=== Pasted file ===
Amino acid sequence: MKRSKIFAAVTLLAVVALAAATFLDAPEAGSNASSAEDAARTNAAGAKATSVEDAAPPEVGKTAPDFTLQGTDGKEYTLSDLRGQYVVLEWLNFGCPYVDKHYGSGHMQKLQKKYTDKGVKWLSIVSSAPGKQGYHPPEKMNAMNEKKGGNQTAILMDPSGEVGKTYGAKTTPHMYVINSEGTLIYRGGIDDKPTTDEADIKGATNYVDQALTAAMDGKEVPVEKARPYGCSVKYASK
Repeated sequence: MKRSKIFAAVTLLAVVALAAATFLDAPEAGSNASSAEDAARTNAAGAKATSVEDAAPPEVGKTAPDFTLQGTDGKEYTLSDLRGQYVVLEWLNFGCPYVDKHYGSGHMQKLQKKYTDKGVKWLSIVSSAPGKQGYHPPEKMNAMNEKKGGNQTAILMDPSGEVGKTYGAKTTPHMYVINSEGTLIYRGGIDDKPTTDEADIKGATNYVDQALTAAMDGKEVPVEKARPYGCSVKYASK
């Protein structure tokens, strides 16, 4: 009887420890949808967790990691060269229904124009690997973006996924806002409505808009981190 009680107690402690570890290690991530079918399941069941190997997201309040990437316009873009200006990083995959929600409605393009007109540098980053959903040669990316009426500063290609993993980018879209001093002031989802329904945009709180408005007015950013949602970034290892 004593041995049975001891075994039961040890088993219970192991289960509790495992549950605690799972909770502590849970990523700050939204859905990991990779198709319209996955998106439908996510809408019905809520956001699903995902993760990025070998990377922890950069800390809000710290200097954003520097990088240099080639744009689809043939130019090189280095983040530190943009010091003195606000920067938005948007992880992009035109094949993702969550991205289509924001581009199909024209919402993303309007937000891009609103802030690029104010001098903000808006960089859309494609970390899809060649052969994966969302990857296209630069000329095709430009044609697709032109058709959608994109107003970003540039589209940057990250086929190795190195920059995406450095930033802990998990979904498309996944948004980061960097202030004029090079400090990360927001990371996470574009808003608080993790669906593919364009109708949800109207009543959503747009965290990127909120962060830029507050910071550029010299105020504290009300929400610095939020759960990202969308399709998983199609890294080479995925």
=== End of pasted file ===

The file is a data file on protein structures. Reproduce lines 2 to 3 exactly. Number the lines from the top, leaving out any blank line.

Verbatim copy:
Repeated sequence: MKRSKIFAAVTLLAVVALAAATFLDAPEAGSNASSAEDAARTNAAGAKATSVEDAAPPEVGKTAPDFTLQGTDGKEYTLSDLRGQYVVLEWLNFGCPYVDKHYGSGHMQKLQKKYTDKGVKWLSIVSSAPGKQGYHPPEKMNAMNEKKGGNQTAILMDPSGEVGKTYGAKTTPHMYVINSEGTLIYRGGIDDKPTTDEADIKGATNYVDQALTAAMDGKEVPVEKARPYGCSVKYASK
């Protein structure tokens, strides 16, 4: 009887420890949808967790990691060269229904124009690997973006996924806002409505808009981190 009680107690402690570890290690991530079918399941069941190997997201309040990437316009873009200006990083995959929600409605393009007109540098980053959903040669990316009426500063290609993993980018879209001093002031989802329904945009709180408005007015950013949602970034290892 004593041995049975001891075994039961040890088993219970192991289960509790495992549950605690799972909770502590849970990523700050939204859905990991990779198709319209996955998106439908996510809408019905809520956001699903995902993760990025070998990377922890950069800390809000710290200097954003520097990088240099080639744009689809043939130019090189280095983040530190943009010091003195606000920067938005948007992880992009035109094949993702969550991205289509924001581009199909024209919402993303309007937000891009609103802030690029104010001098903000808006960089859309494609970390899809060649052969994966969302990857296209630069000329095709430009044609697709032109058709959608994109107003970003540039589209940057990250086929190795190195920059995406450095930033802990998990979904498309996944948004980061960097202030004029090079400090990360927001990371996470574009808003608080993790669906593919364009109708949800109207009543959503747009965290990127909120962060830029507050910071550029010299105020504290009300929400610095939020759960990202969308399709998983199609890294080479995925």